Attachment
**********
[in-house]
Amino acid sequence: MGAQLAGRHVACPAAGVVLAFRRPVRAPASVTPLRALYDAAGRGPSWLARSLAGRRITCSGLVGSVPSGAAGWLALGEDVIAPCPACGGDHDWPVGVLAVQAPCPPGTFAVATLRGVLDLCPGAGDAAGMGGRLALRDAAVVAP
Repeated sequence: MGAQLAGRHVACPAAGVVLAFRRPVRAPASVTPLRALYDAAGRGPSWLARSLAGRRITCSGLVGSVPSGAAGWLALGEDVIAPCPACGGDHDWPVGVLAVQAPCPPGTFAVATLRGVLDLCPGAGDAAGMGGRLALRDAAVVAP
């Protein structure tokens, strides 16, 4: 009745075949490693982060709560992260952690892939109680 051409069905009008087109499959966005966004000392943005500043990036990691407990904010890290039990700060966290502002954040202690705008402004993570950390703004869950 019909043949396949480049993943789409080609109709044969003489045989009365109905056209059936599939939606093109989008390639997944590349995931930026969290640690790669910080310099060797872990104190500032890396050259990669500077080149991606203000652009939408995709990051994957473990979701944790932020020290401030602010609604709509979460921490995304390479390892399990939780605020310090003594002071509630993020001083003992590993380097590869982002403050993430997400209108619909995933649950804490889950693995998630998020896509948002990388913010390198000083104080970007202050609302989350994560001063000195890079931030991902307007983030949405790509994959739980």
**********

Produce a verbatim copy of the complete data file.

[in-house]
Amino acid sequence: MGAQLAGRHVACPAAGVVLAFRRPVRAPASVTPLRALYDAAGRGPSWLARSLAGRRITCSGLVGSVPSGAAGWLALGEDVIAPCPACGGDHDWPVGVLAVQAPCPPGTFAVATLRGVLDLCPGAGDAAGMGGRLALRDAAVVAP
Repeated sequence: MGAQLAGRHVACPAAGVVLAFRRPVRAPASVTPLRALYDAAGRGPSWLARSLAGRRITCSGLVGSVPSGAAGWLALGEDVIAPCPACGGDHDWPVGVLAVQAPCPPGTFAVATLRGVLDLCPGAGDAAGMGGRLALRDAAVVAP
């Protein structure tokens, strides 16, 4: 009745075949490693982060709560992260952690892939109680 051409069905009008087109499959966005966004000392943005500043990036990691407990904010890290039990700060966290502002954040202690705008402004993570950390703004869950 019909043949396949480049993943789409080609109709044969003489045989009365109905056209059936599939939606093109989008390639997944590349995931930026969290640690790669910080310099060797872990104190500032890396050259990669500077080149991606203000652009939408995709990051994957473990979701944790932020020290401030602010609604709509979460921490995304390479390892399990939780605020310090003594002071509630993020001083003992590993380097590869982002403050993430997400209108619909995933649950804490889950693995998630998020896509948002990388913010390198000083104080970007202050609302989350994560001063000195890079931030991902307007983030949405790509994959739980």